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Multi-country Monkeypox outbreak (Update 1)

02 Aug 2022

Over 21,000 cases have been reported globally in the current outbreak of monkeypox, which was first identified in May 2022 in people who had no recent travel to Central or West Africa, and no contact with infected animals. As of 01 August 2022, the USA, Spain, Germany, UK and France have each reported more than 1000 cases.

In Central and West Africa, where monkeypox is endemic, an increase in case numbers has also been noted, which may be due to increased awareness and testing.

On 21 July 2022, the WHO declared the current monkeypox outbreak a public health emergency of international concern. WHO advise the following people should avoid travelling internationally until they are no longer considered infectious and/or a risk to public health:

  • anyone with confirmed, probable or suspected monkeypox
  • anyone with signs and symptoms compatible with monkeypox
  • anyone who has been identified as a contact of a monkeypox case whilst they are undergoing health monitoring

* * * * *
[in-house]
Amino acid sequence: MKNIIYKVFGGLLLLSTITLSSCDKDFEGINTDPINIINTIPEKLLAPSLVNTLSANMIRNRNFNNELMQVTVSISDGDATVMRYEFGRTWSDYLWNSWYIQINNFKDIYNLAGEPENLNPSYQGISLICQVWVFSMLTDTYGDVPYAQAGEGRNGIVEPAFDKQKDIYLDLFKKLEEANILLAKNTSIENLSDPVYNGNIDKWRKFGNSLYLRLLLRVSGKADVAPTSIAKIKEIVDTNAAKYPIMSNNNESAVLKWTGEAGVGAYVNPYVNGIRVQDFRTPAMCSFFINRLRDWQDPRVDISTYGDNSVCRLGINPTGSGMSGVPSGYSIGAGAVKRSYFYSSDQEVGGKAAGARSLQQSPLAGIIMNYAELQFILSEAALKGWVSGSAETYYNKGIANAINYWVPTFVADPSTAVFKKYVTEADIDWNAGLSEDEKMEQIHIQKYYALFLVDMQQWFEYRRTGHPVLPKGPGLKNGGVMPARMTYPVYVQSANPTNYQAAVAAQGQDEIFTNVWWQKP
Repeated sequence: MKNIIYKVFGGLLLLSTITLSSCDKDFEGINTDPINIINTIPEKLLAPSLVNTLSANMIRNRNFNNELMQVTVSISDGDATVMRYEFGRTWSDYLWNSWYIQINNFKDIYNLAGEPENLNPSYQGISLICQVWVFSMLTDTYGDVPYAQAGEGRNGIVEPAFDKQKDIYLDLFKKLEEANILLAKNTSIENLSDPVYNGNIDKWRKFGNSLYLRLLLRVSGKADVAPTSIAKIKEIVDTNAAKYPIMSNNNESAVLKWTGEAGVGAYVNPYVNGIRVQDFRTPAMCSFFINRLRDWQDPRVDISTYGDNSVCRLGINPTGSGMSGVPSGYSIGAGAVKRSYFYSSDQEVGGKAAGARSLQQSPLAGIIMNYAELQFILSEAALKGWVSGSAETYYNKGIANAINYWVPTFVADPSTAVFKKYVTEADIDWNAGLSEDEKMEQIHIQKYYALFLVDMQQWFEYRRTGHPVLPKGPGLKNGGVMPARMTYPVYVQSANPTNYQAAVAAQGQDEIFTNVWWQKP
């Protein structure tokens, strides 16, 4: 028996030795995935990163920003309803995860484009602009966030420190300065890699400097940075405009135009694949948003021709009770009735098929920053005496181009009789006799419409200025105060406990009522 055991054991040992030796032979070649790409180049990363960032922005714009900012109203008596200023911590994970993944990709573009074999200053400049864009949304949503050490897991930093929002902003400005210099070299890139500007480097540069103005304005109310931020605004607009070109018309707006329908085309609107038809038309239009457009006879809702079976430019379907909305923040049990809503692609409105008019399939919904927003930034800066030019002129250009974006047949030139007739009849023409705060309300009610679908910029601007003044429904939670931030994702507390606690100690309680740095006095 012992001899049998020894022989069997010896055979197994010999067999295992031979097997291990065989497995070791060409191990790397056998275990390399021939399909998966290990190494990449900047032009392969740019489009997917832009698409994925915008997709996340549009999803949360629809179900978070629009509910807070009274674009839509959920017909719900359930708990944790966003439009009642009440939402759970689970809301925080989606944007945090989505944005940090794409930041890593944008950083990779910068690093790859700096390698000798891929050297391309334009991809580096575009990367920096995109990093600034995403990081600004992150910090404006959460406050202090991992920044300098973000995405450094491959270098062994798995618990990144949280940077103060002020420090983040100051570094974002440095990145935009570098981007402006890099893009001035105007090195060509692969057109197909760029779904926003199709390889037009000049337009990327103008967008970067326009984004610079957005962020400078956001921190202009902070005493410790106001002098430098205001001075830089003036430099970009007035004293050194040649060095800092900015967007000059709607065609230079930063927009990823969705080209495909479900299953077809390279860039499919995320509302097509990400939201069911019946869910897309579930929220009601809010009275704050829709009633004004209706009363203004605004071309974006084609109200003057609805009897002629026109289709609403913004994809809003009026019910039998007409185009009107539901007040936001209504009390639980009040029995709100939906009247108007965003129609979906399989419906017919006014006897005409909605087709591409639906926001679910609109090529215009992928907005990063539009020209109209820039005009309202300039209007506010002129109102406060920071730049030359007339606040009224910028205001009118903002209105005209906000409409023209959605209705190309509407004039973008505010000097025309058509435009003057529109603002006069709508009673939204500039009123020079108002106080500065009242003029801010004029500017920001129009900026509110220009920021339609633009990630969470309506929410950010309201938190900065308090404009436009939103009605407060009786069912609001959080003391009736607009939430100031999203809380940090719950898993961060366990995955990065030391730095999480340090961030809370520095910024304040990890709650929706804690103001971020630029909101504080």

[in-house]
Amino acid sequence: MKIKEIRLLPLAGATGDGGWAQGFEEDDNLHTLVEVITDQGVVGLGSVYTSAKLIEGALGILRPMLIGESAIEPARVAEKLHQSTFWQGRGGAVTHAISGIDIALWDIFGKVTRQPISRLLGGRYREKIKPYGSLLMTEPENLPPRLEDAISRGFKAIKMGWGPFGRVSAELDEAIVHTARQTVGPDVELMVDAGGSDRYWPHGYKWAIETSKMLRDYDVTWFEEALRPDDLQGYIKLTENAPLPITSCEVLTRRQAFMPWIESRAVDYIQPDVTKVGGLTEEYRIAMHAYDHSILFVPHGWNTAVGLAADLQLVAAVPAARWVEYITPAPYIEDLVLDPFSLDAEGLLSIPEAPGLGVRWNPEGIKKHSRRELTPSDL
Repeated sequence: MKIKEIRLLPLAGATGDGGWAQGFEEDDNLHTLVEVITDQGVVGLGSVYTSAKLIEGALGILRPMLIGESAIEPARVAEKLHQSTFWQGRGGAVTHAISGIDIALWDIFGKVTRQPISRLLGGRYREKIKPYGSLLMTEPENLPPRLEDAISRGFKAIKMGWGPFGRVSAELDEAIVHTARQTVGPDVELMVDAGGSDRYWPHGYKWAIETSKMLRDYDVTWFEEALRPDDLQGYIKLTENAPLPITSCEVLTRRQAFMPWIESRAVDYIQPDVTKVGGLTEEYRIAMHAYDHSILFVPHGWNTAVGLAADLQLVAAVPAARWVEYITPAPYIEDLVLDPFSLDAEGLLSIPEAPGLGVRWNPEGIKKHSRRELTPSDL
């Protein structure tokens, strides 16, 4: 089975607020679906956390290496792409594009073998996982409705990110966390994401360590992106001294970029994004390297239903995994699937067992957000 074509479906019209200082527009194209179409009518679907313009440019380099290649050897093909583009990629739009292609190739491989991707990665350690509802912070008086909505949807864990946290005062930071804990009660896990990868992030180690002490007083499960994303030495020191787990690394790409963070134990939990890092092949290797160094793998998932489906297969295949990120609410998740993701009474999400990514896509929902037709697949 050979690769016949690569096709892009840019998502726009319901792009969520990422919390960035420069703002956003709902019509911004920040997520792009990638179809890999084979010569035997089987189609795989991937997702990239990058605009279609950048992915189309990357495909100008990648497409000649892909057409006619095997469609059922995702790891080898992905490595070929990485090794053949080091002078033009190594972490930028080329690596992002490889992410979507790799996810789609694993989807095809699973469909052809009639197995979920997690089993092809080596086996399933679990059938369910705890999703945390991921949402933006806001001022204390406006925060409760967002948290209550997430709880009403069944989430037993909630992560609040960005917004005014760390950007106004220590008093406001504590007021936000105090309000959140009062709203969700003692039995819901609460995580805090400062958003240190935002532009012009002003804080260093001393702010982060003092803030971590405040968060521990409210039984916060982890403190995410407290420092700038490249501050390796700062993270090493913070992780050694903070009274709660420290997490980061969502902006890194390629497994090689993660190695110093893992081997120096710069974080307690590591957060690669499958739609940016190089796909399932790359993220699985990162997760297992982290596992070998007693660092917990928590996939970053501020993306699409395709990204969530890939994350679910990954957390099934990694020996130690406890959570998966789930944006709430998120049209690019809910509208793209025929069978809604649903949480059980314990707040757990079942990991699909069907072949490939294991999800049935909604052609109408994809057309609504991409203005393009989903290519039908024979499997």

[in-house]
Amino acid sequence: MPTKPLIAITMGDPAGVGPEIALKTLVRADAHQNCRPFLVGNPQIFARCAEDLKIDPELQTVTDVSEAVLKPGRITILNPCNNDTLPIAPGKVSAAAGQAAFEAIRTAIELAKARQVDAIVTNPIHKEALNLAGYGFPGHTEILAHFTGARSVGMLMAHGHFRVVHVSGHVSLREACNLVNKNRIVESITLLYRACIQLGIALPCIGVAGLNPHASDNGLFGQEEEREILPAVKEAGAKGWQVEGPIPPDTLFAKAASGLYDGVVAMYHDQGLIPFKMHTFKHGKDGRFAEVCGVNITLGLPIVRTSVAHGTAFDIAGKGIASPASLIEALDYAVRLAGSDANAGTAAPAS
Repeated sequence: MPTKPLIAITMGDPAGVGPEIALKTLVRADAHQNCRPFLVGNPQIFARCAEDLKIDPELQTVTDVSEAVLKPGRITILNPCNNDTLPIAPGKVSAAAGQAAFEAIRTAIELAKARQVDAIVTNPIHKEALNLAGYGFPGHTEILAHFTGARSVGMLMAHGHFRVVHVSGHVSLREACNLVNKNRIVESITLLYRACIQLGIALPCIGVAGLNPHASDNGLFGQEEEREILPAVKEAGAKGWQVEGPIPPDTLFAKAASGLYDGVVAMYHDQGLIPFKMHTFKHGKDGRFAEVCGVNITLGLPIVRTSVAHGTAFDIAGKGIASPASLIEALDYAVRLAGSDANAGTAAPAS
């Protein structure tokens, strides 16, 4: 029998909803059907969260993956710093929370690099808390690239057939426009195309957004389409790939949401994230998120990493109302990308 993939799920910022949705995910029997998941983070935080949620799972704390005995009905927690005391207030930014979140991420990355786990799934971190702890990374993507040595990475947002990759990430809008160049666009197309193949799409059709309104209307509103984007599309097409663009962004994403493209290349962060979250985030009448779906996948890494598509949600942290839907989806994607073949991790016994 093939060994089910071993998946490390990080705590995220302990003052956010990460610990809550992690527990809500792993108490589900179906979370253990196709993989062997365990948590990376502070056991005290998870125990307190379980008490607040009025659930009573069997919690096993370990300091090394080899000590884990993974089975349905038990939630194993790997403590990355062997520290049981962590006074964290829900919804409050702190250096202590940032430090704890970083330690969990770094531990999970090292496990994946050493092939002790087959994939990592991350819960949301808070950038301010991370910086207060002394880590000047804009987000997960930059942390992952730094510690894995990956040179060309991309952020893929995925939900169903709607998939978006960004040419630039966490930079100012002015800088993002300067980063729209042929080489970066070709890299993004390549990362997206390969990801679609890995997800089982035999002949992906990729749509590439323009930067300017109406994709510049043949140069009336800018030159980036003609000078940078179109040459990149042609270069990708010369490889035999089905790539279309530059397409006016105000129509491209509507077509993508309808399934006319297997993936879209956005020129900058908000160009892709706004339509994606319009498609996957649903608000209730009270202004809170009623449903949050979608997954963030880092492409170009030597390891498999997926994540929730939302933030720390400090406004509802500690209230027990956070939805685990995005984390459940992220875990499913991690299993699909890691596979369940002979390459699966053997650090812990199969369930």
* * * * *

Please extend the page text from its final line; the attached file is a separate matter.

Advice to Travellers

Monkeypox, due to the monkeypox virus, occurs mainly in remote parts of Central and West Africa. Most infections result from touching or eating infected animals, primarily rodents (rats, mice and squirrels) and monkeys.

In the current outbreak of monkeypox, transmission between people is thought to be occurring between people through close personal contact, including during sex, with a person infected with monkeypox, or from their coughs and sneezes or clothing and personal items. To date the majority of cases have been noted in the gay, bisexual or men who have sex with men (GBMSM) community.

If you are travelling to Central or West Africa you should:

  • practise careful hand hygiene if you are visiting or caring for ill friends and relatives
  • avoid contact with monkeys and rodents (rats, mice and squirrels) and avoid eating undercooked meat from these animals
  • wear protective clothing, including gloves, if you are involved in the slaughter or care of animals in these regions

If you are travelling to any destination and will be sexually active during travel you should:

  • be aware of the risk of monkeypox, particularly if GBMSM
  • practise safe sex
  • avoid close, including sexual contact, with someone who is unwell and may have monkeypox.

Seek medical advice during or for 21 days after travelling if you develop symptoms of monkeypox and have had close contact with someone who may have monkeypox, or have returned from Central or West Africa

  • make sure you are checked for malaria if you are returning from Africa with a fever or flu-like illness

While a vaccine specifically against monkeypox is not available, the smallpox vaccine provides some protection.

  • for information about the vaccine, see NHS inform (Scotland) and NHS.UK (rest of UK)

For further information on the disease and how you can protect yourself, see the MonkeypoxSexual Health Risks and LGBT travellers pages.